Today was day 2 of the Global MVP Summit. We spent it in Redmond, on the Microsoft Campus. For my part I spent the whole day in the RIA (pronounced “reee-ya”) track, focussed on Silverlight (mostly) and WPF (a little). I won’t say much about it for two reasons:
- Either the code we saw was very similar to the one shown in Vegas one month ago, or
- I don’t have the right to talk about it because of NDA
Generally speaking, it’s safe to say that really great things are going to be built on top of Silverlight. The basis is stable enough that they can use the bits to realize new concepts. That will be really interesting to follow.
My comment to all the DevDiv people I could talk to was always the same: Do whatever you want with Silverlight, I am OK with it. Add triggers or not, honestly I am not too concerned about that. But please oh please, keep WPF a superset of Silverlight. Only by doing so will you be credible for WPF developers, who don’t want to learn a whole new set of skills just for the sake of Silverlight, and to SIlverlight developers who want to reuse their newly acquired skills to move their expertise to the desktop.
Think about it: Why is ASP.NET so successful, so much more than ASP ever was? Because ASP.NET builds on the same skills as .NET for the desktop. A C# developer is a C# developer. The libraries are, for many of them at least, the same. Parsing XML for the desktop is the same as parsing XML for ASP.NET. Obviously, some libraries are specific to ASP.NET, but you get my point (I hope).
By following the same concept, and sharing as much code as possible between Silverlight and WPF, you can boost the adoption and cancel most of the criticisms I heard so far. So please, continue to pursue it as a goal (and by the way, if you could do it soon, it would be great :)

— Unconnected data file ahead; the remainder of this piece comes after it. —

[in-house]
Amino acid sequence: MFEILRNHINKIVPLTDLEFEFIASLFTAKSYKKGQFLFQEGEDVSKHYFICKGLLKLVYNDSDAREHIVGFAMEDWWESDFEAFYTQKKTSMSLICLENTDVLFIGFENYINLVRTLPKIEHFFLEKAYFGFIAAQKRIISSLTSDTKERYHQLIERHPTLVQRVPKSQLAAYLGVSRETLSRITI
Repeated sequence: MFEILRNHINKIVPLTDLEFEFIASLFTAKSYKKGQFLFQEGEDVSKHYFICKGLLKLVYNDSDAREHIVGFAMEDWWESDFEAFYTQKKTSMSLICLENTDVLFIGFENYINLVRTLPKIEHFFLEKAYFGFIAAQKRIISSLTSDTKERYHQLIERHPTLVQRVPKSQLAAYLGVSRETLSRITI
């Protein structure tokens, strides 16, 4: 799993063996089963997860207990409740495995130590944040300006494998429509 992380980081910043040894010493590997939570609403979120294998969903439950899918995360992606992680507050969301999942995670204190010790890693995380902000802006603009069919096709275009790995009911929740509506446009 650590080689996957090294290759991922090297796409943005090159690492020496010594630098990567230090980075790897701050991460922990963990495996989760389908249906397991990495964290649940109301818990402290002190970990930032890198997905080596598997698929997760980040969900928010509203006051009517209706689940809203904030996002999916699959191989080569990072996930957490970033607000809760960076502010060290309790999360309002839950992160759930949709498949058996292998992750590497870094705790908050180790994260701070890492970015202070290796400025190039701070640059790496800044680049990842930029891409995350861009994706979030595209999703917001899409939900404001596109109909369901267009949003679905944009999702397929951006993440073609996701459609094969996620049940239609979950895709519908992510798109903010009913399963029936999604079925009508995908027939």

As I thought, the major value for me in the summit is networking. Amazing discussions, with people (from Microsoft or not) whom I have been following sometimes for years, and finally have an occasion to meet face to face, so many great talks that I don’t even want to start enumerating, because I am really tired and I want to sleep, sometimes.
Yesterday, the summit organizers tried something they called Open Spaces. This concept is not new, but trying to apply it to the summit was new. Honestly, I am not convinced. I see the value of an open discussion, but the one I attended (“So you want to be a writer”, about people writing and why they do it) was barely convincing. Honestly, I was really disappointed to hear why full time writers do that job: Money and nothing else. To me, writing (in a book, magazines or in my blog) is about much more than money. It’s about sharing my passion for software, very much in the same spirit than an artist writes to share his ideas with the world. Pretending that people write only to make money doesn’t make sense. If it was true, noone would do it, because it’s too long and too painful a job. Simply not worth it. That’s for the content of the session. As for the format, given the time constraints (which a true open space wouldn’t have, since it’s open, but I understand the issue), I would prefer a panel discussion with Q&A like there is at MIX. In yesterday’s session, we ended up hearing always the same people talking over and over again. So let’s be honest about it, put those guys on a stage and give them a mike.
Oh, BTW, special frown at the idiot woman who found the way to answer her mobile phone in the middle of the session, and explain very loudly that she couldn’t talk because she was in a session. Hey, heard about vibrating alert and combox? Some people are just so rude that it’s barely conceivable.
OK, rant apart, the summit is great. Can’t wait for tomorrow. And if you want to know more about what’s going on here, follow me on twitter.com/lbugnion